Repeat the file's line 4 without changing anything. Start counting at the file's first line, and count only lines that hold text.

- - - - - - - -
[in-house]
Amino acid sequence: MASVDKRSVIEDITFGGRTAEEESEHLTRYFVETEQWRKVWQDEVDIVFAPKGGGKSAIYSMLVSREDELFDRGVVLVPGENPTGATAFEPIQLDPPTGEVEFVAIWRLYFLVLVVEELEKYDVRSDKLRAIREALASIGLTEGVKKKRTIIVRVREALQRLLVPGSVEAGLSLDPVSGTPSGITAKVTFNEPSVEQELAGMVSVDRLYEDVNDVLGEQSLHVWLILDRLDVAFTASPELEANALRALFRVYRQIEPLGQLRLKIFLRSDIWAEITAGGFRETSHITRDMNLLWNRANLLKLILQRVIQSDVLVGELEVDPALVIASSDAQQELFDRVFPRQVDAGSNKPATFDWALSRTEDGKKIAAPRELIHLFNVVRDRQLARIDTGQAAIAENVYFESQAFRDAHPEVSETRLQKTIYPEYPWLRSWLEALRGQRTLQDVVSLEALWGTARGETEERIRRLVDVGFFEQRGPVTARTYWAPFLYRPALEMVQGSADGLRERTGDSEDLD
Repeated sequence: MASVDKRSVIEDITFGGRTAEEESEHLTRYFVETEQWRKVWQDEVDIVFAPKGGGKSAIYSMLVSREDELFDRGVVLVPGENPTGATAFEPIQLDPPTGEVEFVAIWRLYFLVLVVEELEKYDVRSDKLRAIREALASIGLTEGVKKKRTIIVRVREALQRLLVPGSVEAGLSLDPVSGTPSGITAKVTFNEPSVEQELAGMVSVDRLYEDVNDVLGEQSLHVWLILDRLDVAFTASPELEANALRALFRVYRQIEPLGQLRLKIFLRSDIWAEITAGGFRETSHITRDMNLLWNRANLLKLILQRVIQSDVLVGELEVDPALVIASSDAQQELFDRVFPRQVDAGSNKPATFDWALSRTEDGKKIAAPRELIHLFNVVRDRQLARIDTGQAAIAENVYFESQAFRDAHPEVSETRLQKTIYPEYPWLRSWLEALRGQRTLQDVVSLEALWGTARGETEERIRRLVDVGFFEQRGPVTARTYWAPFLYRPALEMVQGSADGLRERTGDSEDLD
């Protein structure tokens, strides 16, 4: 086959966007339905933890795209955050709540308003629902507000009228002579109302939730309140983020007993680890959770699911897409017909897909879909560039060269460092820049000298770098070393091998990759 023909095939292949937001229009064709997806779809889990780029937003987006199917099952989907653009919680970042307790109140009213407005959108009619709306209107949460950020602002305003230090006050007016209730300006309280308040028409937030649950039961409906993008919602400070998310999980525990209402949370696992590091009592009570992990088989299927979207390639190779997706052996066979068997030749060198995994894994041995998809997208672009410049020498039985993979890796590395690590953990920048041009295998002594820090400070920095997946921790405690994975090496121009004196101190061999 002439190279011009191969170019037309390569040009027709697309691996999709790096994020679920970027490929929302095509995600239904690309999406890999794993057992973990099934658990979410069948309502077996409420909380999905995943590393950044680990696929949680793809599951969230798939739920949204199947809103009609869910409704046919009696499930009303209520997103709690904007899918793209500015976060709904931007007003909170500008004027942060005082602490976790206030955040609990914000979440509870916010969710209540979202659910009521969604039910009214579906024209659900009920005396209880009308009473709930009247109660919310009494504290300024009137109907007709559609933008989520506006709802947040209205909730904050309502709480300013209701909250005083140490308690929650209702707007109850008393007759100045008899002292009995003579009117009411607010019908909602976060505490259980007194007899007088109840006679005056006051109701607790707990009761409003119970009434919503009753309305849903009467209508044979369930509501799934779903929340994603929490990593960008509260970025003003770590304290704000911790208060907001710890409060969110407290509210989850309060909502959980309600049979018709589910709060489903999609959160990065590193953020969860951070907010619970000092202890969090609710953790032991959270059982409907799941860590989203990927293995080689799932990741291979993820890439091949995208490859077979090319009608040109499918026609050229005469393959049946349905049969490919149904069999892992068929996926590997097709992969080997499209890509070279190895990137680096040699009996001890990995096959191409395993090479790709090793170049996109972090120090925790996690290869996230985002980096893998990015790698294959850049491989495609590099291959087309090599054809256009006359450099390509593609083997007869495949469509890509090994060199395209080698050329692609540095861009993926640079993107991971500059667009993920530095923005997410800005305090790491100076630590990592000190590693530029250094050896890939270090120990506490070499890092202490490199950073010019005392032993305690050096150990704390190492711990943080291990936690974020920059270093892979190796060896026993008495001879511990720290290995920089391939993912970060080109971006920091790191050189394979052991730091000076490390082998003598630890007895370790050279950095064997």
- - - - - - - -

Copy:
């Protein structure tokens, strides 16, 4: 086959966007339905933890795209955050709540308003629902507000009228002579109302939730309140983020007993680890959770699911897409017909897909879909560039060269460092820049000298770098070393091998990759 023909095939292949937001229009064709997806779809889990780029937003987006199917099952989907653009919680970042307790109140009213407005959108009619709306209107949460950020602002305003230090006050007016209730300006309280308040028409937030649950039961409906993008919602400070998310999980525990209402949370696992590091009592009570992990088989299927979207390639190779997706052996066979068997030749060198995994894994041995998809997208672009410049020498039985993979890796590395690590953990920048041009295998002594820090400070920095997946921790405690994975090496121009004196101190061999 002439190279011009191969170019037309390569040009027709697309691996999709790096994020679920970027490929929302095509995600239904690309999406890999794993057992973990099934658990979410069948309502077996409420909380999905995943590393950044680990696929949680793809599951969230798939739920949204199947809103009609869910409704046919009696499930009303209520997103709690904007899918793209500015976060709904931007007003909170500008004027942060005082602490976790206030955040609990914000979440509870916010969710209540979202659910009521969604039910009214579906024209659900009920005396209880009308009473709930009247109660919310009494504290300024009137109907007709559609933008989520506006709802947040209205909730904050309502709480300013209701909250005083140490308690929650209702707007109850008393007759100045008899002292009995003579009117009411607010019908909602976060505490259980007194007899007088109840006679005056006051109701607790707990009761409003119970009434919503009753309305849903009467209508044979369930509501799934779903929340994603929490990593960008509260970025003003770590304290704000911790208060907001710890409060969110407290509210989850309060909502959980309600049979018709589910709060489903999609959160990065590193953020969860951070907010619970000092202890969090609710953790032991959270059982409907799941860590989203990927293995080689799932990741291979993820890439091949995208490859077979090319009608040109499918026609050229005469393959049946349905049969490919149904069999892992068929996926590997097709992969080997499209890509070279190895990137680096040699009996001890990995096959191409395993090479790709090793170049996109972090120090925790996690290869996230985002980096893998990015790698294959850049491989495609590099291959087309090599054809256009006359450099390509593609083997007869495949469509890509090994060199395209080698050329692609540095861009993926640079993107991971500059667009993920530095923005997410800005305090790491100076630590990592000190590693530029250094050896890939270090120990506490070499890092202490490199950073010019005392032993305690050096150990704390190492711990943080291990936690974020920059270093892979190796060896026993008495001879511990720290290995920089391939993912970060080109971006920091790191050189394979052991730091000076490390082998003598630890007895370790050279950095064997």